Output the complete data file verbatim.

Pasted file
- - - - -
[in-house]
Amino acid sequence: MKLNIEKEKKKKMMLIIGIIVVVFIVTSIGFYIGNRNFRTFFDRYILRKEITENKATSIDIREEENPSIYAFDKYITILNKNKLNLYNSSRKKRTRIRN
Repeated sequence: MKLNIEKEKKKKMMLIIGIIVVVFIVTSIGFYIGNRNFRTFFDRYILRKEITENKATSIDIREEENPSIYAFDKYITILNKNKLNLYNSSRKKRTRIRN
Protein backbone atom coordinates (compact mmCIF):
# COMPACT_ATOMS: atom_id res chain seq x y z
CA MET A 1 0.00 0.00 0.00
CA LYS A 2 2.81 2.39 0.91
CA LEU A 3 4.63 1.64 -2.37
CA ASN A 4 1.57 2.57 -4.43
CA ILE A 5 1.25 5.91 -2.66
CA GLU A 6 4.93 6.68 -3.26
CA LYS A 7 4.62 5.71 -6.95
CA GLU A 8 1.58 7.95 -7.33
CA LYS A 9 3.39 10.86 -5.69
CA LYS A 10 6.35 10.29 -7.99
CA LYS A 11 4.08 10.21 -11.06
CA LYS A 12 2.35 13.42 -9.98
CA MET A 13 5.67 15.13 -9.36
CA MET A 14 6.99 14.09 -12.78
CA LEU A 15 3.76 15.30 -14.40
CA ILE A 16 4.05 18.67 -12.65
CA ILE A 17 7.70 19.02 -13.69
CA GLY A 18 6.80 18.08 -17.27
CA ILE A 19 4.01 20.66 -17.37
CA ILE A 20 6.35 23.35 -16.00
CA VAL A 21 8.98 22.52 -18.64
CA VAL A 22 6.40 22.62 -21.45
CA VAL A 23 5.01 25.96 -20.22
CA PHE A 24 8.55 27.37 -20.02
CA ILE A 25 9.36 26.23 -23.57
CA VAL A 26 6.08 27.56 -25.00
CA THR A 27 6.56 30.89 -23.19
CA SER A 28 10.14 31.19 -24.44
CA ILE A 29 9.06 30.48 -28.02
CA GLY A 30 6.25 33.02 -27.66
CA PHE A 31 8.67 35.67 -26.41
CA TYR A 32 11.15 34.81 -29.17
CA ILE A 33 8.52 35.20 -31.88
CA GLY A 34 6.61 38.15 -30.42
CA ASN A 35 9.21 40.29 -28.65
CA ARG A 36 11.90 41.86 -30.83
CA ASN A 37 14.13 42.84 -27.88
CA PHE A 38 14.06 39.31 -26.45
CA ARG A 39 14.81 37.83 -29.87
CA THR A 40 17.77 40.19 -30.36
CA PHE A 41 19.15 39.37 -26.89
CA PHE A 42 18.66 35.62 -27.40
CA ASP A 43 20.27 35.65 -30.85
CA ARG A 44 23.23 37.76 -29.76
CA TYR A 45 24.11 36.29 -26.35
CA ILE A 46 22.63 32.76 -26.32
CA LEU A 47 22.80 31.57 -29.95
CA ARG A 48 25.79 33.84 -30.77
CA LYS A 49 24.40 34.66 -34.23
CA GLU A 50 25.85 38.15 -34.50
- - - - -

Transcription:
[in-house]
Amino acid sequence: MKLNIEKEKKKKMMLIIGIIVVVFIVTSIGFYIGNRNFRTFFDRYILRKEITENKATSIDIREEENPSIYAFDKYITILNKNKLNLYNSSRKKRTRIRN
Repeated sequence: MKLNIEKEKKKKMMLIIGIIVVVFIVTSIGFYIGNRNFRTFFDRYILRKEITENKATSIDIREEENPSIYAFDKYITILNKNKLNLYNSSRKKRTRIRN
Protein backbone atom coordinates (compact mmCIF):
# COMPACT_ATOMS: atom_id res chain seq x y z
CA MET A 1 0.00 0.00 0.00
CA LYS A 2 2.81 2.39 0.91
CA LEU A 3 4.63 1.64 -2.37
CA ASN A 4 1.57 2.57 -4.43
CA ILE A 5 1.25 5.91 -2.66
CA GLU A 6 4.93 6.68 -3.26
CA LYS A 7 4.62 5.71 -6.95
CA GLU A 8 1.58 7.95 -7.33
CA LYS A 9 3.39 10.86 -5.69
CA LYS A 10 6.35 10.29 -7.99
CA LYS A 11 4.08 10.21 -11.06
CA LYS A 12 2.35 13.42 -9.98
CA MET A 13 5.67 15.13 -9.36
CA MET A 14 6.99 14.09 -12.78
CA LEU A 15 3.76 15.30 -14.40
CA ILE A 16 4.05 18.67 -12.65
CA ILE A 17 7.70 19.02 -13.69
CA GLY A 18 6.80 18.08 -17.27
CA ILE A 19 4.01 20.66 -17.37
CA ILE A 20 6.35 23.35 -16.00
CA VAL A 21 8.98 22.52 -18.64
CA VAL A 22 6.40 22.62 -21.45
CA VAL A 23 5.01 25.96 -20.22
CA PHE A 24 8.55 27.37 -20.02
CA ILE A 25 9.36 26.23 -23.57
CA VAL A 26 6.08 27.56 -25.00
CA THR A 27 6.56 30.89 -23.19
CA SER A 28 10.14 31.19 -24.44
CA ILE A 29 9.06 30.48 -28.02
CA GLY A 30 6.25 33.02 -27.66
CA PHE A 31 8.67 35.67 -26.41
CA TYR A 32 11.15 34.81 -29.17
CA ILE A 33 8.52 35.20 -31.88
CA GLY A 34 6.61 38.15 -30.42
CA ASN A 35 9.21 40.29 -28.65
CA ARG A 36 11.90 41.86 -30.83
CA ASN A 37 14.13 42.84 -27.88
CA PHE A 38 14.06 39.31 -26.45
CA ARG A 39 14.81 37.83 -29.87
CA THR A 40 17.77 40.19 -30.36
CA PHE A 41 19.15 39.37 -26.89
CA PHE A 42 18.66 35.62 -27.40
CA ASP A 43 20.27 35.65 -30.85
CA ARG A 44 23.23 37.76 -29.76
CA TYR A 45 24.11 36.29 -26.35
CA ILE A 46 22.63 32.76 -26.32
CA LEU A 47 22.80 31.57 -29.95
CA ARG A 48 25.79 33.84 -30.77
CA LYS A 49 24.40 34.66 -34.23
CA GLU A 50 25.85 38.15 -34.50